Two days after a period of rain that drenched the Southeast—and made the state of South Carolina a disaster zone—AOPA flew along the swollen, muddy James River from Richmond, Virginia, to the base of the Blue Ridge mountains.
Locals call the river James Brown when it looks like this—a foaming form of chocolate pudding that isn’t very appetizing. The Richmond area was spared the devastation that South Carolina is experiencing and the threat of a hurricane forecast to slam into the East Coast, which stayed mostly out to sea.
But we weren’t here because of the rain and although our mission was to examine the river, it wasn’t because it was a swollen, muddy mess. We joined a SouthWings conservation flight led by Pat Calvert, the Upper James River riverkeeper, whose job it is to monitor the health of the river. A muddy mess isn’t the James at its best; voted by Outside magazine as the nation’s best river town, Richmond and its inhabitants usually are out celebrating their river. “On any warm day like this, there are usually thousands of people out on the river,” Calvert said.
Calvert is a member of the nation’s Waterkeeper Alliance, and he and others of the nation’s waterkeepers—there are about 250 across the country—call on the help of groups such as SouthWings, an environmental nonprofit organization that supplies aircraft and volunteer pilots to patrol the Southeast’s waterways from the air.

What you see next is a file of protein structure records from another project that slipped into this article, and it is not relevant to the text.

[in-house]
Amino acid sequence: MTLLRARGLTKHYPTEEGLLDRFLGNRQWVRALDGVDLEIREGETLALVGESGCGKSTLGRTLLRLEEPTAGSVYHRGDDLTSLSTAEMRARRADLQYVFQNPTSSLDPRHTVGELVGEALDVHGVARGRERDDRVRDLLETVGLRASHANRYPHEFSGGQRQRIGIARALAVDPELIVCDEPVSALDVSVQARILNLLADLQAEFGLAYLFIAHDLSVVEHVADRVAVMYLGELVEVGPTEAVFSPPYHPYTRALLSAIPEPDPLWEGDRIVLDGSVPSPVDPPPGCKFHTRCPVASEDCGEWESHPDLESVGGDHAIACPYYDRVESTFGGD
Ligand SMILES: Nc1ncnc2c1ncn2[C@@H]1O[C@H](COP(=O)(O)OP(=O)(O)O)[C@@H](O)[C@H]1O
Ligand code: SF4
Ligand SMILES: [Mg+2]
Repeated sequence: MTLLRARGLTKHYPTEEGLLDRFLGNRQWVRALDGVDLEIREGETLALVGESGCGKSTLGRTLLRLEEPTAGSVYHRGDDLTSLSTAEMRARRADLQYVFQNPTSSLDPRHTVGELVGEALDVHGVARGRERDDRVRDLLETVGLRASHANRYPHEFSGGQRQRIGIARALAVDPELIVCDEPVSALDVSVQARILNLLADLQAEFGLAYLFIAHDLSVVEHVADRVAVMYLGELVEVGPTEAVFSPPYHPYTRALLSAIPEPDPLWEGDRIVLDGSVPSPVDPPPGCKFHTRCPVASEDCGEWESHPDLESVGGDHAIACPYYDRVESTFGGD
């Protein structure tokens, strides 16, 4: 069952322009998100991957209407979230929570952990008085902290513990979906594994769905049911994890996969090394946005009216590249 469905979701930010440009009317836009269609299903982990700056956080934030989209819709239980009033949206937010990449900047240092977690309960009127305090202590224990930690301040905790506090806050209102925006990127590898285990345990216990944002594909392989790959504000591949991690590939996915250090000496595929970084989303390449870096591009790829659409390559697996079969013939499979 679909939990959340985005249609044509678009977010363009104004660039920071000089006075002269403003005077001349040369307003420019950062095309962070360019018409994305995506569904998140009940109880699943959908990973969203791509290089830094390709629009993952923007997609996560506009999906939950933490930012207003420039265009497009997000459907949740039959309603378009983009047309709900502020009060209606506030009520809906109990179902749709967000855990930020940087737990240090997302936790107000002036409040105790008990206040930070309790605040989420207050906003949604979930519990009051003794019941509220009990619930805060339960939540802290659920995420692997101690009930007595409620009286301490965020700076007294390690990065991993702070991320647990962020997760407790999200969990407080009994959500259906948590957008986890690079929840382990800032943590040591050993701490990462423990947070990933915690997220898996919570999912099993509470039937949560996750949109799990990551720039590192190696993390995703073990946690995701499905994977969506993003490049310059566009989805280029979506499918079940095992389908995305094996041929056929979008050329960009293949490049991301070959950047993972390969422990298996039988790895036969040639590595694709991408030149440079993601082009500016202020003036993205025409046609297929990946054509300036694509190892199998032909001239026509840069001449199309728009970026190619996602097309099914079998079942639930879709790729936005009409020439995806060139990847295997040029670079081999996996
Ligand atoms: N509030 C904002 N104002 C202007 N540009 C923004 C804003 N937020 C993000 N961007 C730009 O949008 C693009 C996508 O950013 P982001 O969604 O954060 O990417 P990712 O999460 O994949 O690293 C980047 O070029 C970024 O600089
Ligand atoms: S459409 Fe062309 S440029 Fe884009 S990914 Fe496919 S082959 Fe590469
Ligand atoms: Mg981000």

Calvert is looking for signs of coal ash and cattle access along the river, for pollutants “you don’t want in your drinking water,” he said. The volunteer pilot is Hap Endler, who has been flying his Skylane for SouthWings missions for the past 10 years. He’s based in North Carolina, where the riverkeepers look for similar pollutants, including offal from chicken farms and waste from lumber companies that strip mountains and produce dangerous sediments in the rivers and other waterways.
Calvert has Endler fly along the river near the railway line that borders it. Calvert would like to see evidence of trains bearing oil from the Bakken oil fields in North Dakota. The freight companies do not publish when the trains run, and Calvert sees potential danger in an oil spill from a train crash—much like what happened in Lynchburg, Virginia, in 2014 when a train derailed and spilled 30,000 gallons of crude oil into the James River. Taking photographs as we fly along the river, Calvert mumbles, “I want to see a train, a mile-and-a-half-long train.”
We see a coal train, a power plant, submerged tanks, cows dangerously heading toward the river (who knew cows and chickens posed such threats?), but no crude-oil-laden trains. In fact, it’s a beautiful flight along one of the country’s most beautiful rivers—albeit not at its best—and over gorgeous landscapes. A profile of SouthWings and its work will appear in an upcoming issue of AOPA Pilot.